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Indirect interactions in agricultural milkweed habitat: the effects of root damage on monarch (Danaus plexippus) success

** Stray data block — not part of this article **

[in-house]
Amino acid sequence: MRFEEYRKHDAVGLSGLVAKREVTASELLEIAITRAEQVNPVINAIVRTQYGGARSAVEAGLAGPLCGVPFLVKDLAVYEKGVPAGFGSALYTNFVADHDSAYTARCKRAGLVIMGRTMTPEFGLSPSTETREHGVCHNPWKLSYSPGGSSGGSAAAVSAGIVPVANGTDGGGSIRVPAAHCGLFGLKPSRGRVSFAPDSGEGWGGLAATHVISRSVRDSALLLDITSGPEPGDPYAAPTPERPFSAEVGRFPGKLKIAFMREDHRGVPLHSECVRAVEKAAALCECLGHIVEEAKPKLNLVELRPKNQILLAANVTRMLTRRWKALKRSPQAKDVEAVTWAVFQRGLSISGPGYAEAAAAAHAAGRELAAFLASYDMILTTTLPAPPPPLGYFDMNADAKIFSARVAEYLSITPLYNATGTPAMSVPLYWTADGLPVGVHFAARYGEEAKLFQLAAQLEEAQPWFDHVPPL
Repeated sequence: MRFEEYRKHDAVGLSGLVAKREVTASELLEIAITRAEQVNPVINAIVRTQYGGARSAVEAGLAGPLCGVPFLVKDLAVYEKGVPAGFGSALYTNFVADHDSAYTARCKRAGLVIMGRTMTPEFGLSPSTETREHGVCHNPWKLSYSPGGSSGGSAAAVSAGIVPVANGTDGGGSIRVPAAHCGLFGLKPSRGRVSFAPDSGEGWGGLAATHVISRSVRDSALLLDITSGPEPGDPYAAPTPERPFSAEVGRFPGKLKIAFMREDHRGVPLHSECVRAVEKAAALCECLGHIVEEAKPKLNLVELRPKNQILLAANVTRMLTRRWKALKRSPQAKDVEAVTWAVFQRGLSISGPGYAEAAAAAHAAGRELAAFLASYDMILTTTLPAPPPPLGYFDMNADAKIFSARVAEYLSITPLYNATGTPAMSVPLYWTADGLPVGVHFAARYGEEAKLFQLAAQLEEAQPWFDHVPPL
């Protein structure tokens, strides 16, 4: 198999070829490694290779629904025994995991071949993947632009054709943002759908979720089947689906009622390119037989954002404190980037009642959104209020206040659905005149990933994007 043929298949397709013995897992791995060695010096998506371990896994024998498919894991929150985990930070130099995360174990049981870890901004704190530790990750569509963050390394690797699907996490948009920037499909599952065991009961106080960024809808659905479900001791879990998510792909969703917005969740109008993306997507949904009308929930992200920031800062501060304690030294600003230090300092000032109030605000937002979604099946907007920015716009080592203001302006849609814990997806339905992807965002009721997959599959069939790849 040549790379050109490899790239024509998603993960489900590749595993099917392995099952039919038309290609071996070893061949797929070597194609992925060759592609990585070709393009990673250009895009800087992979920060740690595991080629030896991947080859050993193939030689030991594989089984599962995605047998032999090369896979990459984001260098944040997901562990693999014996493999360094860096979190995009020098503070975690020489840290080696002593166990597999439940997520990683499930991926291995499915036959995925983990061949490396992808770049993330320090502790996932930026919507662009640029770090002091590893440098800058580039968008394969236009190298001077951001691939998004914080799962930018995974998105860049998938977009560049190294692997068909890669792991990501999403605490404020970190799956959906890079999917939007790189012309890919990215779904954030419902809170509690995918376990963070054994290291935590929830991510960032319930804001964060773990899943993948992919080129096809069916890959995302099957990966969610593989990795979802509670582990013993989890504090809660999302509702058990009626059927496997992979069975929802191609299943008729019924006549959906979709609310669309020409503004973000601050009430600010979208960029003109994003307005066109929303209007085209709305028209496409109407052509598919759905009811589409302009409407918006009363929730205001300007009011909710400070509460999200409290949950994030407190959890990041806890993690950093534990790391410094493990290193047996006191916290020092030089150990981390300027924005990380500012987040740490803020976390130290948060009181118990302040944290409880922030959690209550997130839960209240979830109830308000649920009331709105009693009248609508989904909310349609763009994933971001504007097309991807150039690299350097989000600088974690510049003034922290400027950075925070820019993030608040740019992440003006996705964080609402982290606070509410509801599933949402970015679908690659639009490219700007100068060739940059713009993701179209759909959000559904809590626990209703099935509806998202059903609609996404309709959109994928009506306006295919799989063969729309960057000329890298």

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Monarch butterfly populations are declining independently on both sides of the Rockies, but little research to date has investigated the causes of this decline in the West. Monarch caterpillars sequester some defensive compounds from their larval host plants (milkweeds), which protect the butterflies against their predators. Milkweeds are found in agricultural ditches throughout the arid Western areas, where the plants can be attacked by both leaf and root herbivores. Little research to date has focused on how root damage affects host plant defensive compounds and consequently the monarchs. I conducted a greenhouse experiment in which I subjected half the plants to a root-damage treatment to determine how damage would directly affect plant production of defensive compounds and indirectly affect monarch caterpillar development relative to controls. Results showed that damaging the roots increased defensive compounds in the milkweed aboveground plant parts (shoots and leaves). Monarch caterpillars that ate root-damaged plants were smaller and remained in chrysalides for less time compared to caterpillars that ate control, undamaged plants. Morphometric measurements of the butterfly wings further showed that butterflies feeding on root-damaged plants had smaller wing thoraxes, radii, areas, and perimeters than monarchs feeding on control plants. These results show that damage to the milkweed roots, which is probably very common in the nematode rich soil adjacent to agricultural systems, is detrimental to monarch success across multiple life stages. To the extent that monarchs rely on milkweeds from agricultural systems, I conclude that the reduced performance of monarch larvae and adults caused by root-damage could have long-term negative effects on the population dynamics of the monarch butterfly.